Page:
Christine Rhone visits a little-known piece of London’s mystical heritage
No need to travel to Poland or Spain – the cult of the Black Madonna is thriving in NW London. Not just one, but two major shrines exist in the borough of Brent. The name of this recently created borough comes from the River Brent, after the Celtic goddess Brigantia. About a mile from each other, one shrine is Roman Catholic – Our Lady of Willesden (OLW), founded in 1931 – and the other is Anglican – St Mary’s Parish Church (SMPC), presumably founded in 938 and featuring an ancient holy well.
There is a whiff of rivalry and obfuscation between them. At one time, the Catholics prominently featured the Anglican holy well on their website, but without giving its location. On my first visit to OLW, I fully expected to see it there. The holy water dispensed at OLW is not from a holy well, but is ordinary water that has been blessed. In reply to my query, a priest told me that OLW hopes to drill another holy well nearer to it, mentioning the etymology of the placename Willesden as ‘hill of the wells’ and fund-raising efforts. To be fair, both churches did take part in an ecumenical procession in honour of the Black Madonna in 1980.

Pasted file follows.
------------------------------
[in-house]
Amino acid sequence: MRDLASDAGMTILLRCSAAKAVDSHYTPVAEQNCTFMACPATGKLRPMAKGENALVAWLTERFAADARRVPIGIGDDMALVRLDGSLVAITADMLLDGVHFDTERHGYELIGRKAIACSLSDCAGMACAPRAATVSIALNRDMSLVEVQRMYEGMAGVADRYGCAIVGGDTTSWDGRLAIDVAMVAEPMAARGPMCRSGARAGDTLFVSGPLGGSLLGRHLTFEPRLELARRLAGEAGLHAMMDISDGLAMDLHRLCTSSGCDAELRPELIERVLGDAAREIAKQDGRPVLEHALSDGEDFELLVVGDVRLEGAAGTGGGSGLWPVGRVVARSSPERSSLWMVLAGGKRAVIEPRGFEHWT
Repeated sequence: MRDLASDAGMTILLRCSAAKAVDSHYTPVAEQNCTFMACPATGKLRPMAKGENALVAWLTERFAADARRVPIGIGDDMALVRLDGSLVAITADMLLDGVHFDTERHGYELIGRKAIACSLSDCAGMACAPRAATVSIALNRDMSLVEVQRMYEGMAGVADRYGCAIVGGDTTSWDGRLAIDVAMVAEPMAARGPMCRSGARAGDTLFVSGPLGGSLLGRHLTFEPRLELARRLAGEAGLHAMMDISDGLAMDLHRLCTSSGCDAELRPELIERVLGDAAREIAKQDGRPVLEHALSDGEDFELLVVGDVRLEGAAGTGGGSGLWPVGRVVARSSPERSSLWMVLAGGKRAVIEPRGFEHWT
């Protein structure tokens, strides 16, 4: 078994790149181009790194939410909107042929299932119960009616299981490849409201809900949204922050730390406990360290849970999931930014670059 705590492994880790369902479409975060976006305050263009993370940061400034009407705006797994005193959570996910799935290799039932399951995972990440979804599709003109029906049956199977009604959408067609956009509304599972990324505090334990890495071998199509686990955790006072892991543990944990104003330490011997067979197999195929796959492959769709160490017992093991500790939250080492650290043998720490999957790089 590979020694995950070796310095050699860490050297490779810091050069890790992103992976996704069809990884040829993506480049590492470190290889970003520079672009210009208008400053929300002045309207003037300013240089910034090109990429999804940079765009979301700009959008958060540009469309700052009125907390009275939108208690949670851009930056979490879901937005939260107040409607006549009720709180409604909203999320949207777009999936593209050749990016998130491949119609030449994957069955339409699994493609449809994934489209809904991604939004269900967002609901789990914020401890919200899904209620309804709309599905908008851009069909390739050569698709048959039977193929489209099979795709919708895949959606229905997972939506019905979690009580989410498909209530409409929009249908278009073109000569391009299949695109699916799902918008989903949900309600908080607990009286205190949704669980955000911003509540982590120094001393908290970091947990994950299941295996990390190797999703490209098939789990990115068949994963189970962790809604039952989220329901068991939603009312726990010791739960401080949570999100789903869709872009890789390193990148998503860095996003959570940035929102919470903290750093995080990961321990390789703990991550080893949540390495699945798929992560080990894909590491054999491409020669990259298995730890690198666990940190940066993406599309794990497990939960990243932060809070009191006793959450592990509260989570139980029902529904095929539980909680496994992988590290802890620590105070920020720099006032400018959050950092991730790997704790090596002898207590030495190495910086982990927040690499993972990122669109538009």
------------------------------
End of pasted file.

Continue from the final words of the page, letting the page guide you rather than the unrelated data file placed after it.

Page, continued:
The shrines possess three statues of the Black Madonna, two in OLW and one in SMPC (there may be more that I did not see). The main Madonna in OLW, carved in 1892, comes from an oak branch that grew in the churchyard of SMPC. The statue, whose skin and clothing are a deep caramel colour, stands high on a shelf in a separate Mary chapel amid a vast painting of foreshortened angels flying in a turquoise heaven. In 1954, which the pope declared a Marian year, parishioners carried this statue in procession to Wembley Stadium and crowned her in solemn ceremony before 800 pageant performers and 94,000 spectators praying rosaries together. Her travelling days are over, however. For security reasons, she is now fixed in place on her shelf.